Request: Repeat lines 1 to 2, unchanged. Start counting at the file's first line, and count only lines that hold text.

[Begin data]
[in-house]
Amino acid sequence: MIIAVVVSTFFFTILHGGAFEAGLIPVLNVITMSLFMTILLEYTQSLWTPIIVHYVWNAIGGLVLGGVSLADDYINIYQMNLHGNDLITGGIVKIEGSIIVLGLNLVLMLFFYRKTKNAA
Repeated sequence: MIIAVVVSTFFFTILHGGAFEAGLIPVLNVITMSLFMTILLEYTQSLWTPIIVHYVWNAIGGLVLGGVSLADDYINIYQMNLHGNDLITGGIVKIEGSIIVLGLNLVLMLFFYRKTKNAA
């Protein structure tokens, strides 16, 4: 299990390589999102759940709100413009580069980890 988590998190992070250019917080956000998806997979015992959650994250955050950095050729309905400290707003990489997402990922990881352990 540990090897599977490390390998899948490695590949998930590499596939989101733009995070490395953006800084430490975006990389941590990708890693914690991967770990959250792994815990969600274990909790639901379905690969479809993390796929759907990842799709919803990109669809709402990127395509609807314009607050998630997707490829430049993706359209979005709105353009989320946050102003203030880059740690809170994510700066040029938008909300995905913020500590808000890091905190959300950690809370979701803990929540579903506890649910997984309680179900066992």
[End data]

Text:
[in-house]
Amino acid sequence: MIIAVVVSTFFFTILHGGAFEAGLIPVLNVITMSLFMTILLEYTQSLWTPIIVHYVWNAIGGLVLGGVSLADDYINIYQMNLHGNDLITGGIVKIEGSIIVLGLNLVLMLFFYRKTKNAA